. .



 Profile

 FARRUKH AFZAL MUNIF

 Column

 FOR THE RECORD

 Society

Anthrax in Pakistan

A

Profile

FARRUKH AFZAL MUNIF

By SHABBIR H. KAZMI
Nov 12 - 18, 2001

Farrukh Afzal Munif was born in 1975. He is a Chartered Management Accountant from Chartered Institute of Management Accountants (CIMA), UK. He got his early education at Habib Public School, Karachi and completed O and A levels from St. Davis College, Wales, UK. He did his B.A. (Hons) in Accounting and Finance from Manchester Metropolitan University. After working for Askari Commercial Bank in Treasury Department, he has joined Sir Syed University of Engineering and Technology. Currently he is working as Resource Manager at Software Technology Innovators of the University. The STI established in 1999 has clients which include some of Fortune 50 companies. The others are Oxford Centre for Islamic Studies, Iqra Education Foundation, Al-Ghurair Group of UAE and Madni Welfare. The STI is involved in multimedia development, websites development and solutions for e-commerce. Some of the affiliated institutions are Dr. A. Q. Khan Institute of Technology and Management, OPSTEC and Sir Syed College of Medical Sciences for Girls.

PAGE: Why did you decide to come back to Pakistan?

Farrukh Munif: This is a question often being asked to my generation. Elders expect that any one who goes abroad for studies would never come back. My submission is that our generation is willing to work in Pakistan, even at a lesser salary, provided jobs are given on merit. If my generation is able to work efficiently in an alien country, it is a clear demonstration that we are not inferior to others. Saying this much I would still say that the country needs improvement in education, better job opportunities and consistency in government policies.

PAGE: You have chosen a career in Information Technology. In your opinion what are the prospects for future growth?

Farrukh: I am a Chartered Management Accountant by profession and currently working at Sir Syed University of Engineering and Technology (SSUET) as Resource Manager for Software Technology Innovators. I divide my job responsibilities into three key areas: 1) looking after existing clients and soliciting new business, 2) providing on going support for employees for on the job training and 3) developing methodology for software development. This offers me enormous potential for growth. Being associated with SSUET, which serves some of the world technology leaders, helps me in keeping myself fully aware with the latest developments in the Information Technology.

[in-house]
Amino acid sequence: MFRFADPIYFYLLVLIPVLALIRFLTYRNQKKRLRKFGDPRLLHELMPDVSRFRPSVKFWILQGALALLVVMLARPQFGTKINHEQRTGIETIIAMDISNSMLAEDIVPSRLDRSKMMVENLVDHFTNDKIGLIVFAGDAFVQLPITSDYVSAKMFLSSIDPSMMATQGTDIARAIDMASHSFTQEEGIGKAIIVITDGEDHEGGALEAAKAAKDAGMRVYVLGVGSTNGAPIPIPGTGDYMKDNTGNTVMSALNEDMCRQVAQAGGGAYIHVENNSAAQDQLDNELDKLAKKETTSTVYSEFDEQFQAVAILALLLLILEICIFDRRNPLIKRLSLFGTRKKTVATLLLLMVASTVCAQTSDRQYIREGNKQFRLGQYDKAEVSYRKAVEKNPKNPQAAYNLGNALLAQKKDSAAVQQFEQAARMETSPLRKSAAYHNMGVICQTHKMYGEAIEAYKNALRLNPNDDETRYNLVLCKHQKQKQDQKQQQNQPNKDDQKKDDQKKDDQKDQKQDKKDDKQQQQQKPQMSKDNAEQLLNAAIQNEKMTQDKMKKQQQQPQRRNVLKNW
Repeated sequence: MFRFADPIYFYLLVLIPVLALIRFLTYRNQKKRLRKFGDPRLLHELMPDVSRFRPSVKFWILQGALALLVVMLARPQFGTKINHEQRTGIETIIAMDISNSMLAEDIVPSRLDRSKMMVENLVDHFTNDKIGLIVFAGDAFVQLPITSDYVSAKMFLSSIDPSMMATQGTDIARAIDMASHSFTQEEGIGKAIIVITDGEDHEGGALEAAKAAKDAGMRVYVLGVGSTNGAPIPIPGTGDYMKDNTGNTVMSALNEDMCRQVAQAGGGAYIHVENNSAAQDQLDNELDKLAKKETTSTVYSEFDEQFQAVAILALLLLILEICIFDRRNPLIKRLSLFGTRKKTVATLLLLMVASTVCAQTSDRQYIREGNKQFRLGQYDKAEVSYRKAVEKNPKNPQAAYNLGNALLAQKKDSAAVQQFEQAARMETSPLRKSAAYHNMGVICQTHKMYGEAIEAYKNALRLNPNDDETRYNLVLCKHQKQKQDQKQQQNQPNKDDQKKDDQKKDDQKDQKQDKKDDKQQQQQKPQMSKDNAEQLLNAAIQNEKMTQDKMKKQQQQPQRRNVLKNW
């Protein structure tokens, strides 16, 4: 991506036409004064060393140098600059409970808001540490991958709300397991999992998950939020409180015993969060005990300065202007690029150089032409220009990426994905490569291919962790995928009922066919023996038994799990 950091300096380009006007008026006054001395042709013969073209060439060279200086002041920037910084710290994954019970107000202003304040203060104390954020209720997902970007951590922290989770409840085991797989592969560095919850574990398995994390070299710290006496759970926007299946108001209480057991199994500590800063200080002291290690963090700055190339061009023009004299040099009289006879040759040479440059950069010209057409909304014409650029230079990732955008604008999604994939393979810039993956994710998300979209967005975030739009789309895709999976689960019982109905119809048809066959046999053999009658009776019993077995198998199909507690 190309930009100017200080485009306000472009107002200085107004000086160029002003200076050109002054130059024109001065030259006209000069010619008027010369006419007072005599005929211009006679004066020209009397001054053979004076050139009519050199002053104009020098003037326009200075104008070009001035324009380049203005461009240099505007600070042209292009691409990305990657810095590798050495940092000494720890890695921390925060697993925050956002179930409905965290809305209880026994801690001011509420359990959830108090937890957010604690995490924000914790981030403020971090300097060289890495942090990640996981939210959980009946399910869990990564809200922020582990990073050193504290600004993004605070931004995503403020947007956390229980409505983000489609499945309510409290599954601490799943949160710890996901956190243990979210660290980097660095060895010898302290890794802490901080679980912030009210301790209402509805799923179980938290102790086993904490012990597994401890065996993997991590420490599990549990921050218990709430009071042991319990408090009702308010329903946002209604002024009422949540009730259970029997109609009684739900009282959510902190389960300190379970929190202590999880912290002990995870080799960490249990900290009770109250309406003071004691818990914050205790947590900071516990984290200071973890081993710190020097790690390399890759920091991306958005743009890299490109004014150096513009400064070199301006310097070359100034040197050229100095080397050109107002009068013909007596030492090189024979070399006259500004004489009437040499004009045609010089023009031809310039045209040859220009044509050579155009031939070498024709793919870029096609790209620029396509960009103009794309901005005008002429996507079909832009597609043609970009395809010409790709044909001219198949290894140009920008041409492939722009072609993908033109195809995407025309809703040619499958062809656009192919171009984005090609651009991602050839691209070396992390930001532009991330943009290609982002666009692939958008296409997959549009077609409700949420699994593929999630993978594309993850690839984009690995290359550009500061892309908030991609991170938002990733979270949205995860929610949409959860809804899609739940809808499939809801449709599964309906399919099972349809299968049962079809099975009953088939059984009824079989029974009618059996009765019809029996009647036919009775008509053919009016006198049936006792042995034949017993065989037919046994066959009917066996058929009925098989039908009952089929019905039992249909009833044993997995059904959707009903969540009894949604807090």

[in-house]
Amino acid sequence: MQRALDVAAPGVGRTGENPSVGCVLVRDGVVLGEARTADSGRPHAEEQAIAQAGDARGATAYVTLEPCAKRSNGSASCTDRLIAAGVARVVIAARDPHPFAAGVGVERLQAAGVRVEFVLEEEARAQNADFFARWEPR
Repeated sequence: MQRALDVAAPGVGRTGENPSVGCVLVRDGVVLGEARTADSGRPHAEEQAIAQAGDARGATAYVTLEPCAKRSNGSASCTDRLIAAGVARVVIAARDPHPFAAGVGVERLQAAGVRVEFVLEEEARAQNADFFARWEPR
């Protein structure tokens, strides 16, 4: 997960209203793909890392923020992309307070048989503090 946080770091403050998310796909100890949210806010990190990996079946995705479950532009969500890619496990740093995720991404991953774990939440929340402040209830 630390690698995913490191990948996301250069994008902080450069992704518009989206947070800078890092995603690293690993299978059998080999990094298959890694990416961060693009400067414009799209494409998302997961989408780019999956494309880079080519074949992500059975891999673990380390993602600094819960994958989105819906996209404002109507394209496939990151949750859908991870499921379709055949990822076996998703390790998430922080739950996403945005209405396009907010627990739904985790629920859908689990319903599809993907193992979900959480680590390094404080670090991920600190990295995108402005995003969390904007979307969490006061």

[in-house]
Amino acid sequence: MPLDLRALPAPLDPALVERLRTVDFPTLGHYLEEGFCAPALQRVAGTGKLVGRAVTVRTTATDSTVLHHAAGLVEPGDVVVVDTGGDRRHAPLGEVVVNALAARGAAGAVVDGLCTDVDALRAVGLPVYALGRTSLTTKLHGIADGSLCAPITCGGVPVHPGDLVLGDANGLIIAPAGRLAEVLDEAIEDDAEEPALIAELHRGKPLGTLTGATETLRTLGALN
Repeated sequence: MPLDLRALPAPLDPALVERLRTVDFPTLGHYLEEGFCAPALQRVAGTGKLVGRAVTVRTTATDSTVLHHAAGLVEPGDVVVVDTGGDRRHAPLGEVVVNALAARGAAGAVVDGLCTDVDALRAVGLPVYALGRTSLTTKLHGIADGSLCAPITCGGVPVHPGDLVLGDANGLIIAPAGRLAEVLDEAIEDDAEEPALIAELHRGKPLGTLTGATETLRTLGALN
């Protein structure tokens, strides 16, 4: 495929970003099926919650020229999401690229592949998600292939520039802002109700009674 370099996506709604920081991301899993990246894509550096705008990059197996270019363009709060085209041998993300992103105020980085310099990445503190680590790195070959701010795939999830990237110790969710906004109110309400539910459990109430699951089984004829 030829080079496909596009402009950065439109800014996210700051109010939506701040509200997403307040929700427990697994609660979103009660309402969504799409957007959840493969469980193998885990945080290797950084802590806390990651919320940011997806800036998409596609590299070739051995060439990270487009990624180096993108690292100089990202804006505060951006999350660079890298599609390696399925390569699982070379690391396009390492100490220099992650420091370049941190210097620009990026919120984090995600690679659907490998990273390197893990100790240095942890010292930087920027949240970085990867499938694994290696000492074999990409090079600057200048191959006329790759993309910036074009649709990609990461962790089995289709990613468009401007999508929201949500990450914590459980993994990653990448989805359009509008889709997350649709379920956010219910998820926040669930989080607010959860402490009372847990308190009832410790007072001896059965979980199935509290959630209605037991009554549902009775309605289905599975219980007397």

PAGE: How do you try to overcome the possible hurdles?

Farrukh: My association with SSUET also envisages helping students. SSUET offer a conducive environment for learning and its fees is lower than any public or private university. SSUET not only help graduates in seeking good job opportunities but the University is always in touch with its graduates. SSUET is also supported by some of the leading charitable institutions. With their help SSUET has been able to get computers free of cost which in turn help it in keeping the fees low. SSUET has the largest number of computers, all branded. Working for the world leaders also help in learning about new technologies, which in turn help us serve other clients in a better manner.

PAGE: A large number of SSUET graduates are working for world leaders in technology. What are your suggestions for improving their skills?

Farrukh: You know that the government has assigned highest priority to Information Technology. Various departments are involved but they lack coordination. In my humble opinion all the concerned departments should be put under one grand umbrella. Software developers should be encouraged to open their offices abroad because the overseas clients desire this. Another factor which has been highlighted again and again is the PTCL charges. These charges are prohibitive and a major hurdle in transfer of data between clients and software developers. This issue must be resolved at the earliest. Software developers should also seek to introduce CMM and ISO standards into their development process.

PAGE: Will you please explain the term CMM you have just used?

Farrukh: It is a certification provided by Software Engineering Institute (SEI) of USA and stands for Capability Maturity Model for software development standards. This certification helps software developers in soliciting business from reputed clients. Allow me to explain this by referring to ISO certification. If any company acquires this certification, it is a testimony that they follow a documented process which also ensures quality standards.

PAGE: What are your suggestions in the regard?

Farrukh: First of all an awareness has to be created about the importance of CMM and then software houses should be encouraged to get this certification. This is a rather expensive proposal and very few local software companies will be able to afford the cost. I suggest that the government should invite people from SEI to let the local developers know all about this certification. Since the fees to acquire certification is very high the government should also provide subsidy to software developers.